“Pede, what is this story I’m hearing about you not being completely Sierra Leonean?”
“My grandparents migrated from Yoruba land in Nigeria to Sierra Leone.”
“Oh, so you’re technically Nigerian abi?”
“Never mind Prof”.
Long story short, a legion of “five” Nigerian bookworms were shortlisted for the Caine prize in 2013, so this year’s three is another almost that falls off the 2013 radar. Nonetheless, it is still extraordinary. Ghanaian Caine prize judge, Nii Ayikwei Parks even joked about them on twitter, “No doubt your Jollof rice can’t compete, bookworms!” Jeez, “Thank God I’m not a Nigerians”.
It seems all the feats that happened on the Caine prize shortlist this year are unintentional “almost attempts” to topple the record feats of the past years. They somehow fall inches short off the mark every time. It reminds me of a line in the Lauryn Hill song, “Lost ones” which goes, “everything you did has already been done”. Well, almost done, in a year which I call , “the almost year at the Caine”.
Bio: Nkiacha Atemnkeng is a Lagos boy who lives on the other side of the border.
Monday, May 29, 2017
The old man walks towards my colleague E and says, “Err, I just disembarked from the flight and my bag didn’t come out of the conveyor belt. This one here looks like my bag but it isn’t”. E asks for his luggage tag and he produces it. E checks and says, “The name and tag numbers on both the luggage tag and your bag match. Pa, it is your bag”. “No, it is not”. E proposes that, they both go to the airline office to check the contents of the bag. The old man removes stuff, “Hey, they are my things oh but this is not my bag.” “How come?” E wonders. “I checked in a pink bag but this is a red bag though my things are in it. I’m telling you, it is not mine, your airline changed my bag!”
Monday, April 3, 2017
The US has imposed an electronics ban on nine carriers; Qatar Airways, Emirates Airways, Turkish Airlines, EgyptAir, Etihad Airlines, Kuwait Airways, Royal Air Maroc, Royal Jordanian Airlines and Saudi Airlines from ten different airports around the world. The ban affects direct flights from eight countries in North Africa and the Middle East to the US. The "electronics ban" means passengers have to check in devices which are bigger than smartphones like tablets, cameras and of course laptops!
The White House press secretary, Sean Spicer declared during his daily briefing two weeks ago that, terrorists are constantly trying to target commercial aviation especially US bound flights. UK has announced it will implement a similar electronics ban on certain flights. US intelligence agencies have evidence that some terrorist groups have successfully found ways to implant sophisticated explosive devices into laptops which can evade airport security. One such laptop bomb blew a hole in the body of a Somali Daallo Airlines passenger plane before it reached cruising speed in February but did not down the aircraft. The suspected bomber was blown out of the plane and two people aboard were injured. The plane successfully returned to the airport in Mogadishu.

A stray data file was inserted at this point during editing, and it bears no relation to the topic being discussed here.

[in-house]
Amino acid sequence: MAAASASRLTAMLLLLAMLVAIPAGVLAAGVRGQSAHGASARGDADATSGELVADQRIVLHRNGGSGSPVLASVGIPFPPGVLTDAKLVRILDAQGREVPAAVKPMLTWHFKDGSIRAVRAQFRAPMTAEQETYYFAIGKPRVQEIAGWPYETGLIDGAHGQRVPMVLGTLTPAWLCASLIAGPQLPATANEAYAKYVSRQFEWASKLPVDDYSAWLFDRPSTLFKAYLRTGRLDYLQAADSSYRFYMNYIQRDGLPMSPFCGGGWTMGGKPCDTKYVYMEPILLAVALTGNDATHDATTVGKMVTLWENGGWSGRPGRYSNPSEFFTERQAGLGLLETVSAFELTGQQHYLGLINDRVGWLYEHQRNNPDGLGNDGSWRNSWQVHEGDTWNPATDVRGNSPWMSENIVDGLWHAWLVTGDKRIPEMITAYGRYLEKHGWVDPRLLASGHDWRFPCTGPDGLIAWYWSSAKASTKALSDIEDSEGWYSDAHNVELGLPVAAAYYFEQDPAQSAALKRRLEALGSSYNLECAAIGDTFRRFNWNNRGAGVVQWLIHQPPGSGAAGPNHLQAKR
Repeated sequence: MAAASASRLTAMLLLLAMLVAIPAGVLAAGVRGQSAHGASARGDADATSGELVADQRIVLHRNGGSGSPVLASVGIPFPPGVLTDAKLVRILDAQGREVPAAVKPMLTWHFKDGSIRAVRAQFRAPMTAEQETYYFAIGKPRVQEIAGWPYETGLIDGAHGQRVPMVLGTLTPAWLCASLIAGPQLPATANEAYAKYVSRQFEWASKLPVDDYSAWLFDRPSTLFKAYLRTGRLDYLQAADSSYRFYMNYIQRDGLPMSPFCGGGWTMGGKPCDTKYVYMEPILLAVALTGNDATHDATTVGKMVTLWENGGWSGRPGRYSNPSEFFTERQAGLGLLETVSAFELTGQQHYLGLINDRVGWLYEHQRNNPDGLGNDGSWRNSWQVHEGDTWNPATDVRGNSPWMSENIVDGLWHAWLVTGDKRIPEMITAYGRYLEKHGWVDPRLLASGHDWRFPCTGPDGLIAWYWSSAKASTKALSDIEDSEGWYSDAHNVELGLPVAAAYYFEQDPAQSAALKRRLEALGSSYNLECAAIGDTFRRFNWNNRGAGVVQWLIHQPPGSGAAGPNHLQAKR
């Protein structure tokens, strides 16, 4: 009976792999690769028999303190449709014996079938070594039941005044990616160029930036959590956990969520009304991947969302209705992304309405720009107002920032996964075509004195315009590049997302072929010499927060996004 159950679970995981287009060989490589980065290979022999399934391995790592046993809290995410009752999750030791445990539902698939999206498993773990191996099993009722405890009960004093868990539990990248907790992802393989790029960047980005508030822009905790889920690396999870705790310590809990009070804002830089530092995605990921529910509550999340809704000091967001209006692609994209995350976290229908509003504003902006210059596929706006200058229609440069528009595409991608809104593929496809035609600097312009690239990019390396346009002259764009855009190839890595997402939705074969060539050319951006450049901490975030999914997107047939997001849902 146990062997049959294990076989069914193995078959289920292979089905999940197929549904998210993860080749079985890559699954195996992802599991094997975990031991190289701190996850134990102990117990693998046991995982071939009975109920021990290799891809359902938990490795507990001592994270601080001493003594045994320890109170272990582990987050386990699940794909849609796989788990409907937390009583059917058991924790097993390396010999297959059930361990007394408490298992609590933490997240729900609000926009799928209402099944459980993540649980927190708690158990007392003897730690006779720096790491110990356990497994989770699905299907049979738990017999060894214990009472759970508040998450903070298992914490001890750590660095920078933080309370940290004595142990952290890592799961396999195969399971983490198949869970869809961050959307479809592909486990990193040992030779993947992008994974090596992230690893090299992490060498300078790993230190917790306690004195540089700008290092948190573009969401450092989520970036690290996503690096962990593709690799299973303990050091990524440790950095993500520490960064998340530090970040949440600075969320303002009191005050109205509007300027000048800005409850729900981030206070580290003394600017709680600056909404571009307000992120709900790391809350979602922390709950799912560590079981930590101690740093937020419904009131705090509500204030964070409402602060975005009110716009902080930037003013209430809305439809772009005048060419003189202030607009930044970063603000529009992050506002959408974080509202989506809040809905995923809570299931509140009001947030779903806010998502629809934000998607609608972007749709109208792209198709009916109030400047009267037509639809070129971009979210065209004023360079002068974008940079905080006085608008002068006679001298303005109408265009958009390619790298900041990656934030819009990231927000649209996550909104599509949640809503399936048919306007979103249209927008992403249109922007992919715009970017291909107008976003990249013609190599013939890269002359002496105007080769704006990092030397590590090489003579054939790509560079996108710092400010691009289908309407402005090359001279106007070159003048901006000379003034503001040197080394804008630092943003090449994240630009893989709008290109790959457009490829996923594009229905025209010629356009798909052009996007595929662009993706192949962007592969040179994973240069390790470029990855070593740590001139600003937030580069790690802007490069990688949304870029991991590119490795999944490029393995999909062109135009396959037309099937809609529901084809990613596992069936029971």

The electronics ban which started on April 1st will hit Dubai hardest because it has the world's busiest airport. The big three Gulf carriers, Emirates, Etihad and Qatar have particularly tough times ahead. Emirates is scrambling to figure out the rules and ease the headache on travellers by letting them keep their electronic devices for the first leg of their US journey. Qatar Airways is going around the ban in its own way by offering loaner laptops for free to business class passengers at the boarding gate. As for economy class passengers, who won't receive loaner laptops, they might just start experiencing a resurgence of "reading a book on board a plane," again, if the in-flight entertainment is not great or absent, especially during long haul flights.
Thursday, March 23, 2017
Definitions of some of the Italicized Non English words and phrases in Imbolo Mbue’s debut novel, “Behold the dreamers”
Ashia/Ashia ya –Consolation meaning accept my sympathy. It could also mean “accept my condolences” in case of death of a loved one.
Bébé –Baby from French. It is used to fondly address a lover like Neni does to Jonga.
Benskins –Commercial motor bikes.
Bo –Fun word for friend or brother.
Bolo –Work or Job
Bushboy –Village peasant boy
Boucarou –A business centre at Down beach, Limbe where fresh grilled fish, crabs, lobsters and drinks are sold.
Caraboat –A wooden house which is usually old and dilapidated.
Chai –An exclamation used to express huge surprise
Chakara –Junk or broken down as used in the novel